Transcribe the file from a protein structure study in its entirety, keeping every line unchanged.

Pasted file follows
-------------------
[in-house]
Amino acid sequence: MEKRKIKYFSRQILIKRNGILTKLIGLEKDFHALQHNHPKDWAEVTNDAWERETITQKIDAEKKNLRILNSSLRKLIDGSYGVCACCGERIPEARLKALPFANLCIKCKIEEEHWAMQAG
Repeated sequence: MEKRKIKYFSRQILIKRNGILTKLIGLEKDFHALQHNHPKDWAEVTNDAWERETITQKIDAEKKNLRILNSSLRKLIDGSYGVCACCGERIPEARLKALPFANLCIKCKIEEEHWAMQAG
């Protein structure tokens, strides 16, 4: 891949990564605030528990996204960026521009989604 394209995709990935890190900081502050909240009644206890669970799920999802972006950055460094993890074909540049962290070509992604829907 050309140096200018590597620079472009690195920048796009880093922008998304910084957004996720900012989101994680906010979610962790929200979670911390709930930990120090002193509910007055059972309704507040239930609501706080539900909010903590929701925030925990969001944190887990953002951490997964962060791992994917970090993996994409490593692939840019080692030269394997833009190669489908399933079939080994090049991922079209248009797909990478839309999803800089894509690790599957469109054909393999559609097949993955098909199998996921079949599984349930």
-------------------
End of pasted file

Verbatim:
[in-house]
Amino acid sequence: MEKRKIKYFSRQILIKRNGILTKLIGLEKDFHALQHNHPKDWAEVTNDAWERETITQKIDAEKKNLRILNSSLRKLIDGSYGVCACCGERIPEARLKALPFANLCIKCKIEEEHWAMQAG
Repeated sequence: MEKRKIKYFSRQILIKRNGILTKLIGLEKDFHALQHNHPKDWAEVTNDAWERETITQKIDAEKKNLRILNSSLRKLIDGSYGVCACCGERIPEARLKALPFANLCIKCKIEEEHWAMQAG
């Protein structure tokens, strides 16, 4: 891949990564605030528990996204960026521009989604 394209995709990935890190900081502050909240009644206890669970799920999802972006950055460094993890074909540049962290070509992604829907 050309140096200018590597620079472009690195920048796009880093922008998304910084957004996720900012989101994680906010979610962790929200979670911390709930930990120090002193509910007055059972309704507040239930609501706080539900909010903590929701925030925990969001944190887990953002951490997964962060791992994917970090993996994409490593692939840019080692030269394997833009190669489908399933079939080994090049991922079209248009797909990478839309999803800089894509690790599957469109054909393999559609097949993955098909199998996921079949599984349930």